In order to determine the signal to noise ration (SNR) of the demodulated signal, a sine function was fitted to the sampled data points; this is shown as the blue line in Fig. 5(a). The fit resulted in a root mean squared amplitude and standard deviation of vopt = 4 mV and σv = 0.68 mV respectively, giving an SNR of . We confirmed the noise level is the roughly the same when the LO is introduced alone (note the LO is three orders of magnitude more intense than the signal), as well as when there is no input optical signal, hence the noise is thermal in origin, whether originating from the balanced photodetector or more likely from the high speed real-time scope. Note that the signal modulation depth was limited to ~0.5 due to the maximum 1.5 radians phase modulation applied by the free-space phase modulator; this was in turn restricted by the highest driving voltage ( ± 200 V) which could be supplied. Had full phase modulation depth been achieved (π radians of phase shift), the SNR would quadruple to 136 since the noise figure would be expected to remain the same. Additionally, the 9 dB insertion loss of the SFG light into the fiber collimator further limited the signal level at the receiver. Eliminating this loss would result in an approximately factor 3 increase in signal amplitude, thus giving an additional factor 9 increase in SNR. Therefore under ideal conditions an SNR beyond 1000 could potentially be achieved. The power spectrum of the sampled signal, found by taking the Fourier transform of the data points shown in Fig. 5(a), is shown in Fig. 5(b); a peak due to the applied phase modulation can be seen at 500 kHz.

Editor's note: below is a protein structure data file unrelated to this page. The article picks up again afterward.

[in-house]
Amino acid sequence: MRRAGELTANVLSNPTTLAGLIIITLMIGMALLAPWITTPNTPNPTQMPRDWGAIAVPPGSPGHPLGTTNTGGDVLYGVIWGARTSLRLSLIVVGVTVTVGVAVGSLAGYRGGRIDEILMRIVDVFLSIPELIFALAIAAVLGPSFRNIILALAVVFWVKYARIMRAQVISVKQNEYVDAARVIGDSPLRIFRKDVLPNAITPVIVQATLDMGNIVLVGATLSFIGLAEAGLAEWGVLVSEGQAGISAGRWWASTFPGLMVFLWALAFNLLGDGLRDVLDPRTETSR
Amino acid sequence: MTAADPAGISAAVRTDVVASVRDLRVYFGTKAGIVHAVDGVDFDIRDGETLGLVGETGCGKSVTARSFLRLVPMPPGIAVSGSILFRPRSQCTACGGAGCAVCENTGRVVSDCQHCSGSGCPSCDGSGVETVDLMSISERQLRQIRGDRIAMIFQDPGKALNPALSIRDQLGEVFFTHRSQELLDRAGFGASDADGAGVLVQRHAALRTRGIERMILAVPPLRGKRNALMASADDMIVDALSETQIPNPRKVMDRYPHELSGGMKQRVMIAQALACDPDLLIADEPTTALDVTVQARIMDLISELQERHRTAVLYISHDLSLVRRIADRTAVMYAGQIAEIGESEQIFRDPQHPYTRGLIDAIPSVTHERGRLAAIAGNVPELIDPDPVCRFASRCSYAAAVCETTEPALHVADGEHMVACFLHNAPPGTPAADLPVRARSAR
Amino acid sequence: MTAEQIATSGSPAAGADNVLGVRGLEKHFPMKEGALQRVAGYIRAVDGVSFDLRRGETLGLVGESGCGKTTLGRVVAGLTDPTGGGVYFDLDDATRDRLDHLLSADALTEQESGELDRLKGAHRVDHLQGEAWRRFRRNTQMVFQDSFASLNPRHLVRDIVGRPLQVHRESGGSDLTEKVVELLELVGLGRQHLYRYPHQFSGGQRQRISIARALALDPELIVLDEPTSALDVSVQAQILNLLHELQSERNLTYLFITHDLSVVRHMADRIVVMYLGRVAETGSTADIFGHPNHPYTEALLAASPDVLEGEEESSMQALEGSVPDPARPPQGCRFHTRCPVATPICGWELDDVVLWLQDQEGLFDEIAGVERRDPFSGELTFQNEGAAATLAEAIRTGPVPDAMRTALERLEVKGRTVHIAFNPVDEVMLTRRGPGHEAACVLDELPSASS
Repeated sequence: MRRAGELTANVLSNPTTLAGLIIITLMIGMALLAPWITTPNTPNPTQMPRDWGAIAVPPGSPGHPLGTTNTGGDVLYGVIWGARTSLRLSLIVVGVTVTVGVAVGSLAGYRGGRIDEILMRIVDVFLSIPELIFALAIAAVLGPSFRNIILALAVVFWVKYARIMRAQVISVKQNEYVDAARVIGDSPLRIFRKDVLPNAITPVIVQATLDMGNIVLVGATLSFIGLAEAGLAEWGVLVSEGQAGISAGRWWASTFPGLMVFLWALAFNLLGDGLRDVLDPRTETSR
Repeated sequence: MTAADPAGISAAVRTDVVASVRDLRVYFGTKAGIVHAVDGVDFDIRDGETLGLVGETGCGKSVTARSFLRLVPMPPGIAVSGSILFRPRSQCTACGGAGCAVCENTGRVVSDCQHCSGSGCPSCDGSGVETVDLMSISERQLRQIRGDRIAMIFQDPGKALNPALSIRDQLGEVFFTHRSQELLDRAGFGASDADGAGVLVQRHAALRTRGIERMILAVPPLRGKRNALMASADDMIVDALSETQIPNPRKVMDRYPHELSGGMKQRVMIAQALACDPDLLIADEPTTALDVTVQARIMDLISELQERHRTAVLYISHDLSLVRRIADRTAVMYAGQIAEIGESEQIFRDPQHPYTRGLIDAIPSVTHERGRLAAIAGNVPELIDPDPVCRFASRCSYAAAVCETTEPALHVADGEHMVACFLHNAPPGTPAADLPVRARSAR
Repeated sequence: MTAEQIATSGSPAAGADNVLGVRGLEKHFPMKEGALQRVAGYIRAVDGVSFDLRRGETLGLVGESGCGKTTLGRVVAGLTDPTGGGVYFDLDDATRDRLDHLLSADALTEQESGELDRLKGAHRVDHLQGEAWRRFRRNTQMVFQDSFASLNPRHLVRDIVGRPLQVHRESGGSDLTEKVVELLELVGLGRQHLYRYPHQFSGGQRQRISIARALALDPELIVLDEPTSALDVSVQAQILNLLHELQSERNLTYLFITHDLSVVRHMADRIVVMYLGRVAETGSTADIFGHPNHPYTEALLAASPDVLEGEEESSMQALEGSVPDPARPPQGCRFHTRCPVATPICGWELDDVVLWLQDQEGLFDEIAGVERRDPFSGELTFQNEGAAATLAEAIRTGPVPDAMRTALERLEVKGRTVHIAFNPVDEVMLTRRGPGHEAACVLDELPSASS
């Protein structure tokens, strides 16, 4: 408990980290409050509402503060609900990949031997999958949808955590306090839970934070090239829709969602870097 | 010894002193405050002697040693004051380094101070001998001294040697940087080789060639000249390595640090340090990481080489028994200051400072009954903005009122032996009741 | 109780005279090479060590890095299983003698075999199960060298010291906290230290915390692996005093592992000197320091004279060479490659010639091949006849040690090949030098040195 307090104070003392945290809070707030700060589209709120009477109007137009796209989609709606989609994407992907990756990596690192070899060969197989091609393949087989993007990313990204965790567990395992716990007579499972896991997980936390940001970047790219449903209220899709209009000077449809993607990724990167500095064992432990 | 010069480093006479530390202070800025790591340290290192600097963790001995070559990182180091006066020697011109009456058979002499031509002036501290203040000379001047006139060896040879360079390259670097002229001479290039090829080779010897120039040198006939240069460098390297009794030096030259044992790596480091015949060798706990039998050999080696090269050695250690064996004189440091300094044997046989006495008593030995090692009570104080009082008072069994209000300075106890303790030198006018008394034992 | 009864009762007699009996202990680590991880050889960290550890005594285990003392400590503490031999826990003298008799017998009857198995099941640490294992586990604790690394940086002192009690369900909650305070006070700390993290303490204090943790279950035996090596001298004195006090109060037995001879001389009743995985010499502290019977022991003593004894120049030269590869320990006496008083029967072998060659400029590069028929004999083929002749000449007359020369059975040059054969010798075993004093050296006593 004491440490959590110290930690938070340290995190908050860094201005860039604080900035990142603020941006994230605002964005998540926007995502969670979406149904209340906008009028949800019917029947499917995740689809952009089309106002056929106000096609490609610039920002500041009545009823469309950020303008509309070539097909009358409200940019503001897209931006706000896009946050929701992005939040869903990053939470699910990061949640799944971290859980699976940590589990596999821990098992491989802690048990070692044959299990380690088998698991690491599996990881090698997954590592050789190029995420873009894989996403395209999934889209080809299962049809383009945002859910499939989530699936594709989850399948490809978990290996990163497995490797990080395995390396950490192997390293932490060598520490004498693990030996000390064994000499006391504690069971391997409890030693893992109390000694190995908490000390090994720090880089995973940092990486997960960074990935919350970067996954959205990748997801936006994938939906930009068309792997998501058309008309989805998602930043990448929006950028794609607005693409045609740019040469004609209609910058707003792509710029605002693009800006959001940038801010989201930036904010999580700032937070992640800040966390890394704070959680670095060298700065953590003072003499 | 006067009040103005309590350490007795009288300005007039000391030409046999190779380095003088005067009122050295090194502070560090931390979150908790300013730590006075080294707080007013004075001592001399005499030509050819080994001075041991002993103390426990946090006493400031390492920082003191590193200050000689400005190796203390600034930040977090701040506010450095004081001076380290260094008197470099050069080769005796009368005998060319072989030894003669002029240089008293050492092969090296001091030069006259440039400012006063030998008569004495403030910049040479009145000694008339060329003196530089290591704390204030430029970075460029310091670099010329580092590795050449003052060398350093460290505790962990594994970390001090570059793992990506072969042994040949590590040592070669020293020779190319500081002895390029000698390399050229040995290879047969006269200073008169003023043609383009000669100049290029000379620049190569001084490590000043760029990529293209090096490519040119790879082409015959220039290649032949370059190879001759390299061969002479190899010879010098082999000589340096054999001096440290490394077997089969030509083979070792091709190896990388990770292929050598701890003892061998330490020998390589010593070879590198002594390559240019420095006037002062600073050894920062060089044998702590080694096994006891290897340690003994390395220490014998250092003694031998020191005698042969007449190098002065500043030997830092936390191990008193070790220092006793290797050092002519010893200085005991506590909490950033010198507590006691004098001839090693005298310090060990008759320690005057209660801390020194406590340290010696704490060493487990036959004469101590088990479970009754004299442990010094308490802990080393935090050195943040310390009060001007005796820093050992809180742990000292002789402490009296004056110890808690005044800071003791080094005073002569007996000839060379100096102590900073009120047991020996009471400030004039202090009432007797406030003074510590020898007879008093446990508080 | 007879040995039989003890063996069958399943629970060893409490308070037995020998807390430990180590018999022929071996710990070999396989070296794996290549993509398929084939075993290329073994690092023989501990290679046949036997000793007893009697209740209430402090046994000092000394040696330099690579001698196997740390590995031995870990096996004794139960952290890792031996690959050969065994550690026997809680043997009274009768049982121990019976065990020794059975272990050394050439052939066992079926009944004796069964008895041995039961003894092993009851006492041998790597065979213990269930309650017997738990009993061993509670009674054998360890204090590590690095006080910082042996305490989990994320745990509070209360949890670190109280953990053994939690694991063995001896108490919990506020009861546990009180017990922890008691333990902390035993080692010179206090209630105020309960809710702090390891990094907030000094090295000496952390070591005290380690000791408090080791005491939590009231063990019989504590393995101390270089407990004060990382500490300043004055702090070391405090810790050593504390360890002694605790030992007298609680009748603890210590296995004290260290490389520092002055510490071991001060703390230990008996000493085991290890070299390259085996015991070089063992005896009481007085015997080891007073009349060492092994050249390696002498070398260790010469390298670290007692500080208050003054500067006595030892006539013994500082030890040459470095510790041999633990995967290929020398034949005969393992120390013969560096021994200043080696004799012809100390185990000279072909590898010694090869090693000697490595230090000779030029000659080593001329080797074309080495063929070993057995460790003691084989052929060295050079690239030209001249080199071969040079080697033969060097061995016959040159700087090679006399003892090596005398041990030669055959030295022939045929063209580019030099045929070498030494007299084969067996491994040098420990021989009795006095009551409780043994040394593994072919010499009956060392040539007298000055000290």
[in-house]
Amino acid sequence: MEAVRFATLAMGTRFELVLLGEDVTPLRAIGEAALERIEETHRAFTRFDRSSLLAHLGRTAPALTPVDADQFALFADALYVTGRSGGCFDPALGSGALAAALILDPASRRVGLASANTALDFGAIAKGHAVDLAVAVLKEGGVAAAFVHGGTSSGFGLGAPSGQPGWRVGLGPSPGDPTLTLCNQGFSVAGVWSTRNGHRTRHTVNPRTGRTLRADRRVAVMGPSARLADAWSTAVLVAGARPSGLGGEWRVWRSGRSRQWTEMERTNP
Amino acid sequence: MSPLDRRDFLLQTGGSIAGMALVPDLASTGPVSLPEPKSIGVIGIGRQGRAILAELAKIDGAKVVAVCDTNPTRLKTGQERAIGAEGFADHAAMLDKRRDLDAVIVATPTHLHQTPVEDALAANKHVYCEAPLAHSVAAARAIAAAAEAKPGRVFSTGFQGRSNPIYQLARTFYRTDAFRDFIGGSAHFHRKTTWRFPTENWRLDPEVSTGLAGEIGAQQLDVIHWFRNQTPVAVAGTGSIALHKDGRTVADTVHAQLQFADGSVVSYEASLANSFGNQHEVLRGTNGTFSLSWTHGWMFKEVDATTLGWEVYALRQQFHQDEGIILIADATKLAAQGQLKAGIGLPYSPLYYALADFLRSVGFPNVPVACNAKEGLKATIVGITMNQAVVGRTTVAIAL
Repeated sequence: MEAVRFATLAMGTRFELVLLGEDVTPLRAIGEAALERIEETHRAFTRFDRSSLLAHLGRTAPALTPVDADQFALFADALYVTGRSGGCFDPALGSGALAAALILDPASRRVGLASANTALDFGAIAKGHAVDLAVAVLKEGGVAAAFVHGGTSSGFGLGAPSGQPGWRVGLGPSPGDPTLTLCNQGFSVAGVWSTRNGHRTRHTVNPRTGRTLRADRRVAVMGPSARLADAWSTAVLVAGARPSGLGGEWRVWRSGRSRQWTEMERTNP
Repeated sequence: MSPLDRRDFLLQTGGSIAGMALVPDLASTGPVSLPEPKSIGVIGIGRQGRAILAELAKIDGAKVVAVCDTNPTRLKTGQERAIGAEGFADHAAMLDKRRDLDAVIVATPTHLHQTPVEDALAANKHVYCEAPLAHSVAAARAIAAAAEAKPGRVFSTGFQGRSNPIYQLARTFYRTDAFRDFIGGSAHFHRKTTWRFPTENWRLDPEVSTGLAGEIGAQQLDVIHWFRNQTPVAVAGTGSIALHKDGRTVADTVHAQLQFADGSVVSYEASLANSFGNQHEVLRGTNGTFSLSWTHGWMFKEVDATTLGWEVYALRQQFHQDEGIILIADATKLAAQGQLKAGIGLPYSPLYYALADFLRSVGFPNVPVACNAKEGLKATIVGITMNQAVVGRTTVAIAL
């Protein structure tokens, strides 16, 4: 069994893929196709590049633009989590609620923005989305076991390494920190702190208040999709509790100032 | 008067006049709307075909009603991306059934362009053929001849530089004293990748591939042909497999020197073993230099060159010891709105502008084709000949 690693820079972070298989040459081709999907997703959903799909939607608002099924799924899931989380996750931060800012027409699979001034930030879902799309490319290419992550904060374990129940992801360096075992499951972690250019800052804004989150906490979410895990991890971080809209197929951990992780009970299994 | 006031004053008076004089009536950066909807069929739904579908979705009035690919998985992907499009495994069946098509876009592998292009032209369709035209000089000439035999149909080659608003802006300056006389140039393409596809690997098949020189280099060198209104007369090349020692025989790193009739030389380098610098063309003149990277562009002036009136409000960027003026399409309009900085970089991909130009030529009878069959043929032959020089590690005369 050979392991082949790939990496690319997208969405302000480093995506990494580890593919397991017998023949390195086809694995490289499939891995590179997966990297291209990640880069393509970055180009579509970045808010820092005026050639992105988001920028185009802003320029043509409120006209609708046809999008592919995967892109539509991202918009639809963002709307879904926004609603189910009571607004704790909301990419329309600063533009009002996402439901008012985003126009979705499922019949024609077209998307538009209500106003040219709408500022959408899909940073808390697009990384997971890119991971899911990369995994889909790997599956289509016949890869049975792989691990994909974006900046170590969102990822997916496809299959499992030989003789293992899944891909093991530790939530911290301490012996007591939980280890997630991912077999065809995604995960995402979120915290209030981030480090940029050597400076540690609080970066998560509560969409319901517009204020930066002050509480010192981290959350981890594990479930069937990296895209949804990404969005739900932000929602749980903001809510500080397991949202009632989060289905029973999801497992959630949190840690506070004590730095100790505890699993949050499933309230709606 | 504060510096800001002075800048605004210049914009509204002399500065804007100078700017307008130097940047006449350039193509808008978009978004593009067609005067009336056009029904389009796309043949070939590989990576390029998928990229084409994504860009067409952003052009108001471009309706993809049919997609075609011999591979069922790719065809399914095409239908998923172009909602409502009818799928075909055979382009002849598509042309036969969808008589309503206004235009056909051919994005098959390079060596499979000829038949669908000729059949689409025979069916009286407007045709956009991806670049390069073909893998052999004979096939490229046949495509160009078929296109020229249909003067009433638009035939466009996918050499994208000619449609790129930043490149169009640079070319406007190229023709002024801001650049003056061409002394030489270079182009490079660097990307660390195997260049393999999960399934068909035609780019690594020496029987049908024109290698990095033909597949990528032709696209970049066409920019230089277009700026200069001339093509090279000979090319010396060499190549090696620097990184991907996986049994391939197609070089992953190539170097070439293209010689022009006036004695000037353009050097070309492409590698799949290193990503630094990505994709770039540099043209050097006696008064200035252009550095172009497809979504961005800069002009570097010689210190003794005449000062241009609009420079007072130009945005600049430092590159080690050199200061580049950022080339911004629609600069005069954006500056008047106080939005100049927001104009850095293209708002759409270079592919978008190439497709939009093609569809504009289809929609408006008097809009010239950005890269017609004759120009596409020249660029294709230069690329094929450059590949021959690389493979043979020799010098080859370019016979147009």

In conclusion we have demonstrated real-time demultiplexing to the spatial domain and single-shot coherent detection of a phase modulated ultrashort pulse train by time-to-space conversion. The inherently narrow linewidth SFG output signal of the time-to-space conversion process enables interferometric detection of phase information originally encoded on ultrashort pulses. This demonstration underlines the potential of time-to-space conversion as an all-optical serial-to-parallel demultiplexer capable of transferring wideband time domain signals to a slowly varying spatial domain image. By bridging the optical-electrical bandwidth gap, time-to-space conversion can be a valuable tool in support of ultrahigh bit rate OTDM optical communications.